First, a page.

I would suggest that cosmic irony has a lot in common with situational irony, to the point where it might even be understood as a subset of situational irony. Situational irony, it should be remembered, involves a sequence of events that plays out in such a way that its outcome runs contrary to initial expectations. You can observe situational irony in many twist endings. Take, for example, "The Gift of the Magi," in which Della sells her hair to buy a watch-chain for her husband, even as he sells his watch to buy combs for his wife. This famous short story would provide an example of situational irony in action.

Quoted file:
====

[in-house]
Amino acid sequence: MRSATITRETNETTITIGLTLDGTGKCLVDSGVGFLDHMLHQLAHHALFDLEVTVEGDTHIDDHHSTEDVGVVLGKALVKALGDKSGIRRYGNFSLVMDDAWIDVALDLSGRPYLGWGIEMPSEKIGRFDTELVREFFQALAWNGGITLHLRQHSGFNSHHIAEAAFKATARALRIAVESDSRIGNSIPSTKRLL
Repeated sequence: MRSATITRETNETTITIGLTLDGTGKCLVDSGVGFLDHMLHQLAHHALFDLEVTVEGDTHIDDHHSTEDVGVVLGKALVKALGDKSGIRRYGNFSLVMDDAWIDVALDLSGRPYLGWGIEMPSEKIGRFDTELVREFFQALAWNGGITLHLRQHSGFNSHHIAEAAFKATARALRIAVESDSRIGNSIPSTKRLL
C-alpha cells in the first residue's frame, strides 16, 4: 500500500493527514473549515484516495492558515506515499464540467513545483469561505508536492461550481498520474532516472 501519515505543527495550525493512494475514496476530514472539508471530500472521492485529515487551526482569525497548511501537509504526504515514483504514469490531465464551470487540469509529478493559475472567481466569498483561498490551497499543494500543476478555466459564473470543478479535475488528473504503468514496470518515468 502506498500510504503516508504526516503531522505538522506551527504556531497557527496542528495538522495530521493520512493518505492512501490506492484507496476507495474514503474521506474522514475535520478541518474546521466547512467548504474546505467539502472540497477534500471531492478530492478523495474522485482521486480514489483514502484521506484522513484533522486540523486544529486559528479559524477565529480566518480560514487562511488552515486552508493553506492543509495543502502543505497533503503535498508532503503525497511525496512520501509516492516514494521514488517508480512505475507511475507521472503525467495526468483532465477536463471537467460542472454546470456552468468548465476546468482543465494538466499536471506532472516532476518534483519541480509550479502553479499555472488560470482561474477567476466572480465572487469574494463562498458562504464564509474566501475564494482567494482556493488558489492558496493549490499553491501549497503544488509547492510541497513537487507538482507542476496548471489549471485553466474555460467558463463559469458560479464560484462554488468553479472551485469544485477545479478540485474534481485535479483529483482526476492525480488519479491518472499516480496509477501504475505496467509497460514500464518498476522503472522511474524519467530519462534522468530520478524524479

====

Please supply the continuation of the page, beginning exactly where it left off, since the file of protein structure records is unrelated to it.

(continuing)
Cosmic irony is essentially a form of situational irony in which superhuman or supernatural forces are responsible for creating this irony, often at human expense. Consider, for example, the story of Oedipus and its treatment of fate. In the Greek myth, Oedipus is told that he is fated to kill his father and marry his mother. Seeking to avoid fulfilling that prophesy, he leaves his adoptive parents in Corinth (unaware of his adoptive status), and in the process fulfills the prophesy. He kills his father in a dispute and later, after rescuing Thebes from the sphinx, is rewarded with kingship and marries the city's queen (his birth mother). In this story, Oedipus is treated as a pawn of fate, and while he might seek to avoid the destiny assigned to him, he is ultimately powerless to overcome it. This would be an example of cosmic irony in action.